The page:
In an important decision rendered on October 17, the Indian Supreme Court addressed a critical issue that was eagerly anticipated by the LGBT community: Whether there exists a right to same-sex marriage or a similar union. There is no denying the fact that a judge, however broadminded and relief-oriented she may be, cannot override the black letter of the law. That being said, amongst socially conscious judges, one typically finds two categories of judges. There are those who, notwithstanding the existing legal constraints, push the boundaries of the existing legal landscape to ensure that a minority group is not left in the lurch and there are those who are only willing to grant relief to the extent legally permissible. This split is evident in the marriage equality verdict also.
At the heart of this ruling, one can discern a clear divide among the justices, with the minority (Justices Chandrachud and Kaul) pushing the boundaries of the existing legal framework and Constitutionalism to provide relief to the marginalised minority and the majority (Justices Bhat, Kohli and Narasimha) limiting themselves strictly to the cold black letter law.
All judges agreed on one thing: The existing legal framework in India regulating marriages clearly, either directly or indirectly, discriminates against LGBTQ individuals. It was on the question as to what the court can do to address this discrimination that the majority and minority took different paths. Chief Justice Chandrachud’s minority opinion, joined by Justice Kaul, embodies a spirit of empathy and inclusivity, in some measure, recognising the urgent need to address the discrimination faced by LGBTQ individuals. It was perhaps this recognition that led them to flesh out the idea of an intimate association/civil union, a legal construct that would have provided the relationship between LGBTQ couples a Constitutional home. To operationalise this legal construct, they issued a slew of consequential directions, to ensure that all government and law enforcement agencies do their bit to make such associations a regular feature of our everyday lives. Their approach was rooted in the principle that the law is not an end in itself but a means to achieve justice. They recognised that even if only one path to granting relief exists, and there are ten that do not, a truly great judge is the one who will ardently seek that solitary way to grant relief. Empathy, they believed, must be manifested not in words alone but in concrete actions and legal remedies.
To be sure, the minority did not go far enough. They could have issued a suspended declaration of invalidity, directing Parliament to remedy the discriminatory state of affairs in a manner it sees fit, within a time-frame set by the court. This remedy has been adopted in India before. Alternatively, they could have issued a continuing mandamus to oversee the functioning of the committee, chaired by the Cabinet Secretary, that the government has undertaken to form. Such supervision would not have meant that the Court was taking over the running of the committee. But it would have ensured that the solution proposed by the committee is in consonance with the rights recognised by the Court — an outcome that many credibly fear will not come to pass, given the social location of the queer community in India today. That said, there is no doubt that the solution of an intimate association, albeit imperfect, would have marked a meaningful advance in enhancing the dignity of queer couples.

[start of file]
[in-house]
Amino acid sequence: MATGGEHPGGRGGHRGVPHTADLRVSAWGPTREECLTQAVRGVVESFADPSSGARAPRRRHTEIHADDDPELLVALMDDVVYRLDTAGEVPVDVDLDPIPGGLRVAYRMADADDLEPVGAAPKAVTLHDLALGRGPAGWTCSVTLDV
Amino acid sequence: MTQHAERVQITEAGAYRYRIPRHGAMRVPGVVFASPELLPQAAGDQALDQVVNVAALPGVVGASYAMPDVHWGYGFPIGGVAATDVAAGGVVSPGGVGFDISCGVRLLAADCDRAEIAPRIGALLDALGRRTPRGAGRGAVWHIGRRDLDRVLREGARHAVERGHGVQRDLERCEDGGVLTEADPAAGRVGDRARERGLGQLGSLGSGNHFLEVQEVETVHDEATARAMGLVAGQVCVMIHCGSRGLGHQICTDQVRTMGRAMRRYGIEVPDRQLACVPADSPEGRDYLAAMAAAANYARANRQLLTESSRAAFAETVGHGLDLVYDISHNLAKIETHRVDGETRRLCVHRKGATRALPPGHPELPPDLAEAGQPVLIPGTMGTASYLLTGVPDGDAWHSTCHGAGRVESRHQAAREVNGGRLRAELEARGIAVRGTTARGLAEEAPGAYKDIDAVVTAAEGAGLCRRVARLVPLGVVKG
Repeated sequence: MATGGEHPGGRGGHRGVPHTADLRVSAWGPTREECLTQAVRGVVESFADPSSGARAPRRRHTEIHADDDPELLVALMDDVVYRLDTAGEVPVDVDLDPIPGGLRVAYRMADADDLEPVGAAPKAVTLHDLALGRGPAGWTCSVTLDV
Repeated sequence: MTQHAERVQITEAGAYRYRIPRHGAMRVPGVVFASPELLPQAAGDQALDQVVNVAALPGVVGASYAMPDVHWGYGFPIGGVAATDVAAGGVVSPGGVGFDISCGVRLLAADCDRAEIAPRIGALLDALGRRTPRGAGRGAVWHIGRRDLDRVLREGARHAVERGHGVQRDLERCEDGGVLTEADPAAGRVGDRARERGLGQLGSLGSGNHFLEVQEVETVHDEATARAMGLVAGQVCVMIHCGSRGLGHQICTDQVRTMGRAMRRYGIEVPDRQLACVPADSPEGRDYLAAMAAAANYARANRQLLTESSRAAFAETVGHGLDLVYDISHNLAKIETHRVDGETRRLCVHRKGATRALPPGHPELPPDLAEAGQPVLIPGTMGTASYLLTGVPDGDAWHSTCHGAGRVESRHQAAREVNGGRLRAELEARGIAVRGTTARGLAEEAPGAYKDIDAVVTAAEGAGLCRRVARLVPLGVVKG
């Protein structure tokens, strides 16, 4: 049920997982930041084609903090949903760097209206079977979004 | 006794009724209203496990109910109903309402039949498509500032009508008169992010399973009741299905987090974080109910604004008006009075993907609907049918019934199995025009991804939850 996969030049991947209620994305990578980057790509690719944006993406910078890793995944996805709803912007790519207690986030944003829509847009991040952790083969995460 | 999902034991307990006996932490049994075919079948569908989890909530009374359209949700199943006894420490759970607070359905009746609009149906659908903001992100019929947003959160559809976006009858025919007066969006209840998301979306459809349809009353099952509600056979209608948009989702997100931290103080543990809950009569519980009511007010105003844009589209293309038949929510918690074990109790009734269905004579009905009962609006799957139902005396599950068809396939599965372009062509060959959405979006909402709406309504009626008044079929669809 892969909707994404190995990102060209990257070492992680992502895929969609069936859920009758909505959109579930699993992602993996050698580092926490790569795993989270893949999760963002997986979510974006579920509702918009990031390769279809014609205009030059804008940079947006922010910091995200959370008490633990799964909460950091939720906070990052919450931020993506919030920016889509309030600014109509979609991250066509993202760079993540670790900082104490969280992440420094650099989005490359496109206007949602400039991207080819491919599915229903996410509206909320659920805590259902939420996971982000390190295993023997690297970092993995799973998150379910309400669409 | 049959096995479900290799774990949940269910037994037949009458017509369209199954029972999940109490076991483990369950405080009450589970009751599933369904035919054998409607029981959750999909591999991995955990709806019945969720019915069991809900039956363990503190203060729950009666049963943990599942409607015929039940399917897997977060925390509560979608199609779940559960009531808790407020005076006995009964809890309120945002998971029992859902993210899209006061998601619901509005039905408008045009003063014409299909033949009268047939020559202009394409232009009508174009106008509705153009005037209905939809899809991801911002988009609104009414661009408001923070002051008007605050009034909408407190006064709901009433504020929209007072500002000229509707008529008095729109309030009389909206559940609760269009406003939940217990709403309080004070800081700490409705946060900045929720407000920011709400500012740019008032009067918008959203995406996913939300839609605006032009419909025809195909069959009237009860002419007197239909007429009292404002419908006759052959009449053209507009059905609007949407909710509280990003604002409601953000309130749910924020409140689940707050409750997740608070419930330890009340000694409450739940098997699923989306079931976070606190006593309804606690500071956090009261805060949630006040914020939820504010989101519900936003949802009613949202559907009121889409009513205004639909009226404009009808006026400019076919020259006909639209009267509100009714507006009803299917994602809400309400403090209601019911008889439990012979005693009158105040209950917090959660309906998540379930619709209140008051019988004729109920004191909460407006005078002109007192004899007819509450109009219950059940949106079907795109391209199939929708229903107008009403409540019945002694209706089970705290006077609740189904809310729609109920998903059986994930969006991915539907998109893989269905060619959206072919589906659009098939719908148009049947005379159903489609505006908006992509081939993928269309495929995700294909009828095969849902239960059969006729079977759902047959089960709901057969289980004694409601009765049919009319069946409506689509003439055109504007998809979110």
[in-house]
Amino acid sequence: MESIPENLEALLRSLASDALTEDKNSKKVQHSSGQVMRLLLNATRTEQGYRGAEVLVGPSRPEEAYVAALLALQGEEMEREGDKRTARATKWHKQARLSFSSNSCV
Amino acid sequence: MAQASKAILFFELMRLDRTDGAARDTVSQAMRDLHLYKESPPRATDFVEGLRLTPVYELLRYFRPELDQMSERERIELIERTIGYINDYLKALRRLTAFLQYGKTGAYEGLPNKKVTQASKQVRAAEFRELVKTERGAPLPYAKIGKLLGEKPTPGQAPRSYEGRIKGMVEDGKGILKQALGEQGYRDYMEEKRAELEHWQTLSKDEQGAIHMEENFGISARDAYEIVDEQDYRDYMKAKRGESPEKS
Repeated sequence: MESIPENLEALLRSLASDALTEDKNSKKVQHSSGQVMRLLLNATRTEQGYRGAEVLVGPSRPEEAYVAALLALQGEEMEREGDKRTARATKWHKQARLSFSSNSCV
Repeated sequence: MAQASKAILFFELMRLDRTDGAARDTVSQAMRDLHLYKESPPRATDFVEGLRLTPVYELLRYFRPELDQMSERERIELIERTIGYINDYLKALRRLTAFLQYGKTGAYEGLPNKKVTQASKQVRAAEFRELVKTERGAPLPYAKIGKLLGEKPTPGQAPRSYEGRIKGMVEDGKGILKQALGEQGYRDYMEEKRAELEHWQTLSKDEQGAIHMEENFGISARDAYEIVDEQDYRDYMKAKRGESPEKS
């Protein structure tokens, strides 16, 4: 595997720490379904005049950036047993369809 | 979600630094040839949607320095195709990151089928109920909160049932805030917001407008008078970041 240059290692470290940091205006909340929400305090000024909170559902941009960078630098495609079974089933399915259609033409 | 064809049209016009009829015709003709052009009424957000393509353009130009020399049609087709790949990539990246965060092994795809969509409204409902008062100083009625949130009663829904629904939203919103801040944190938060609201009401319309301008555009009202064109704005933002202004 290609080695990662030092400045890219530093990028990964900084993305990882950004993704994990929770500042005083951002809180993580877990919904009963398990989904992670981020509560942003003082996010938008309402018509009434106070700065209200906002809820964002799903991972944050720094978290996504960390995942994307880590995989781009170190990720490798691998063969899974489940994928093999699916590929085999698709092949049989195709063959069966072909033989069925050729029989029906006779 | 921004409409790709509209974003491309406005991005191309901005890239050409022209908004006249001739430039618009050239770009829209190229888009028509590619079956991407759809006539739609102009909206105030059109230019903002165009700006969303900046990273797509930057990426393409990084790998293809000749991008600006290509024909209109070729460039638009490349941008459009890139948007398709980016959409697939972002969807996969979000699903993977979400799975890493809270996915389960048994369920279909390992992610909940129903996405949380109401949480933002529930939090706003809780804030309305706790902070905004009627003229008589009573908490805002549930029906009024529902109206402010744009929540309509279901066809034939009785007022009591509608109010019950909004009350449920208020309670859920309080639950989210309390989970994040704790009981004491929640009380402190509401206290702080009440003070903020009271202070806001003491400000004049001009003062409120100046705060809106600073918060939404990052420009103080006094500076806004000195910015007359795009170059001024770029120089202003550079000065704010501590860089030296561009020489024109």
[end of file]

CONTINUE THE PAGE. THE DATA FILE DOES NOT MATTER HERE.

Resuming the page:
On the other hand, the majority opinion appears to belong to the second category. What is missing from the majority opinion is a willingness to provide to the petitioners some relief consistent with the black letter of the law and the Constitution. This approach has given rise to the valid criticism that they provided little more than judicial platitudes.
The crux of the matter lies in the belief that the law, and legal constructs, as a tool for achieving justice, must adapt to the evolving needs of society. It is not sufficient for judges to merely express empathy for an oppressed minority group. The real test of judicial greatness lies in their ability to navigate the legal maze and find a way to grant relief, even if it requires them to think in unconventional ways. When a minority group approaches the court for relief, it is very easy to put one’s hands up and say, “sorry, too bad”, and to justify it on the basis that the law made me do it. It is much harder to go the extra mile and fashion a solution. The issue of the legal recognition of same-sex marriage is without question a polycentric and multidisciplinary issue that no one court judgment can resolve. Equally, the court, as a countermajoritarian institution, has to provide concrete reliefs that help in levelling the playing field in the legislative process. That this need was entirely lost on the majority is profoundly disappointing. One hopes that a court considering this issue in the future will not stop short at passively recounting the discriminatory practices that this minority group faces but will actively make a meaningful contribution to rectifying the same.
The writer is Attorney, Ira Law, Senior Associate Fellow, Vidhi Centre for Legal Policy, Rhodes Scholar (India and Linacre 2018), University of Oxford and co-Founder, Mission Accessibility